The wildflowers are wrapping up here and they’ll probably all be gone in a few weeks. Greg’s full wildflower report for our hike is here:

Adventures in Canyonlands and Arches National Parks

My sis and I recently spent a week in SE Utah. She had been to the area twice before but this was my first time. WOW. What an amazing place!! Here’s a teaser:

Day 1: Driving

I couldn’t get off work until 5:00 because so many of my coworkers were away at a conference that day, so we didn’t hit the road until about 6:30. We made it as far as Hilgard Junction State Park, where we camped for the night. Here we are in Portland ready to get the heck out of dodge! 😀

Day 2: More Driving

HJSP is at a higher elevation and it got so cold overnight that the tent had frost on it in the morning. BRRRR!

We quickly ate, packed up, and left at 7:15 to begin the LONG LONG drive (750 miles) to Moab, where we hoped to be by bedtime. Not much to note about this drive, except the amusing stop at a gas station that was in the middle of nowhere in Idaho. They even say as much in the sign in their window!

They apparently get a kick out of entertaining the few people who stop here:

When we got to Moab at 9:30 that Friday night we were amazed to find the town absolutely hopping. The sidewalks were full, the streets were full, and all the hotels had “no vacancy” signs. Our plan had been to head to Sand Flats, the largest BLM campground in the area. But we saw a sign on the road to the campground that said it was all full. Crap.

We got out the map and started looking for alternatives. We also got on our phones and discovered that there was a huge hot rod show going on in Moab that weekend, which explained all the crowds. There are quite a few BLM campgrounds around Moab, but most of them are pretty small. We could easily have spent hours visiting all the campgrounds looking for a vacancy. Considering the beautiful weekend forecast and the hot rod show, we had a hunch that our search would be in vain. Fortunately we hit a stroke of luck and the awesome guy at the hostel in town let us pitch our tent outside the hostel. We clearly weren’t the only people who got skunked on camping accommodations. Here was the view the next morning (and there are more tents you can’t see in this photo!):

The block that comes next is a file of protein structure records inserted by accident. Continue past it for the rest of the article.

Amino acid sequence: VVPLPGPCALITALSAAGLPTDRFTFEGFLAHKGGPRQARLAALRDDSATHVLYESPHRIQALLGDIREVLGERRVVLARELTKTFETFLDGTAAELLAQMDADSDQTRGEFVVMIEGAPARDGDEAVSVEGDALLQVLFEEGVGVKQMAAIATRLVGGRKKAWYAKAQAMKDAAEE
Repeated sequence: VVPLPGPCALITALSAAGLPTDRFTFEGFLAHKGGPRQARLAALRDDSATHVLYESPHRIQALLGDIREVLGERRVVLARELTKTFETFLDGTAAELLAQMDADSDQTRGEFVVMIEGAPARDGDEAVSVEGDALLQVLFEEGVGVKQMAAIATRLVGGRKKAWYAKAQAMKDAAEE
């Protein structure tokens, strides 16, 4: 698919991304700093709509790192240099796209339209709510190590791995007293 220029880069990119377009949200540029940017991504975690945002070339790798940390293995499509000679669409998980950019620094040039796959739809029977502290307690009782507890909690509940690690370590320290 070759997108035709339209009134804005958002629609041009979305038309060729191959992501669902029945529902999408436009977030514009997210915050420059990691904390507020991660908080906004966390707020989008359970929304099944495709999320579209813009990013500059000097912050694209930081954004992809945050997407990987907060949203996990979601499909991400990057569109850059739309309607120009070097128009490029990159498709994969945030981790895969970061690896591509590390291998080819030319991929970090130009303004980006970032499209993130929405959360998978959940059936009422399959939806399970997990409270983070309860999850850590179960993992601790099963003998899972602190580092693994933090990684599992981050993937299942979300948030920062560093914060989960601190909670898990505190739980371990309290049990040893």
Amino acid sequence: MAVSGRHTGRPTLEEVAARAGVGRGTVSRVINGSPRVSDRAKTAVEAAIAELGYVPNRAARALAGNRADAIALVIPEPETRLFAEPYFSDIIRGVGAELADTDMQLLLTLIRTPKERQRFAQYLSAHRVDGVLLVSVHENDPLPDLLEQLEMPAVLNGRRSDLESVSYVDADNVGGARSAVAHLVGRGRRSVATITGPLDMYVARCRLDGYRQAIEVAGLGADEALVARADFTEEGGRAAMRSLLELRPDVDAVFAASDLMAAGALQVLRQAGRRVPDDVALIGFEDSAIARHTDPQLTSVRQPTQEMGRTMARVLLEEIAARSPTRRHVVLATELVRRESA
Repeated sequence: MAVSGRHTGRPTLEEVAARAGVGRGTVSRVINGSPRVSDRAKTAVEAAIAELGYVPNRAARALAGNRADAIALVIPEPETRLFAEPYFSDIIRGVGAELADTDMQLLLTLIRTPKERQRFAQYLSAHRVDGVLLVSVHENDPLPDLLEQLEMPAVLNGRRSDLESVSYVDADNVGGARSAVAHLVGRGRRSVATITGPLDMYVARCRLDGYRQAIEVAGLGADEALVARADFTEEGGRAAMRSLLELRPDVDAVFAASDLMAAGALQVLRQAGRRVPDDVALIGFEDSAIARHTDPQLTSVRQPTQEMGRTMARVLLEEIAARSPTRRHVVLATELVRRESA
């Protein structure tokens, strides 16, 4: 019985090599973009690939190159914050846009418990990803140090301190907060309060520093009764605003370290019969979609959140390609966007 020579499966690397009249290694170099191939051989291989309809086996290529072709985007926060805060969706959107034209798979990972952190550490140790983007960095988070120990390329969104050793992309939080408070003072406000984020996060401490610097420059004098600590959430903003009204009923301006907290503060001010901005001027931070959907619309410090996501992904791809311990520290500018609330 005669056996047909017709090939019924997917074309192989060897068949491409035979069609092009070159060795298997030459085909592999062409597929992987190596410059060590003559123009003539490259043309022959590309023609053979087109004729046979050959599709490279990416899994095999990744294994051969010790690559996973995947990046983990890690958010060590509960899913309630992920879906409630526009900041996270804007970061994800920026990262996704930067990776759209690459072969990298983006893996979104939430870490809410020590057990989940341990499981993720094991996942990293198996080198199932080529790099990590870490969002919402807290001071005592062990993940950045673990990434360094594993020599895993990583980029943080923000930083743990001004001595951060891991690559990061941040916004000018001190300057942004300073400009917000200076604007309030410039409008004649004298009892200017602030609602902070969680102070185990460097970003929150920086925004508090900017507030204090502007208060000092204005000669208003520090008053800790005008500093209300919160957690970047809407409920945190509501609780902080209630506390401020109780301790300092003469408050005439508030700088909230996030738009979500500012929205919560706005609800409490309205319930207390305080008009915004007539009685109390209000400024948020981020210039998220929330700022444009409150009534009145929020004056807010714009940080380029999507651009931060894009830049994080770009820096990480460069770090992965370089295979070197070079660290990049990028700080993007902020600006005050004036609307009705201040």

Day 3: Arches National Park

Our first day in the area was spent at Arches National Park. The park has over 2,000 known arches (and probably more that haven’t yet been documented). They range in size from a three-foot opening to the largest (Landscape Arch) at 306 feet from base to base. In a nutshell, the arches form because of erosion, but there’s a lot more to it than that, which you can read about here.

We decided to do the Devil’s Garden hike, where we ended up seeing quite of the few of the features for which the park is named.

On the drive to the trailhead we were treated to some of the weird and awesome rock formations that fill the park:

We got to the trailhead, snagged a parking spot (the place was really filling up) and hit the trail.

Tunnel Arch:

Pine Tree Arch (can you see tiny Deb standing under the arch?):

Next up was Landscape Arch:

Does that one look a little thin to you? It is. In fact, in 1991 a big slab of the arch fell off. It was caught on video, which we saw at the park visitor center. The only copy of this video I found online is not the best quality, but you get the idea: Scary! Since that time the trail that goes up under the arch has been closed for obvious safety reasons.

After Landscape Arch the trail got more primitive and I had my first taste of slickrock hiking. The section in the picture below doesn’t look hard, but it was steeper than it looks and the afternoon was getting hot!

A side trail took us to Partition Arch:

And Navajo Arch (this was one arch where I couldn’t get a people-free shot; there were HUNDREDS of people doing this hike the same day as we were):

The trail took us up atop a big rock fin where we could see all around us. Cool!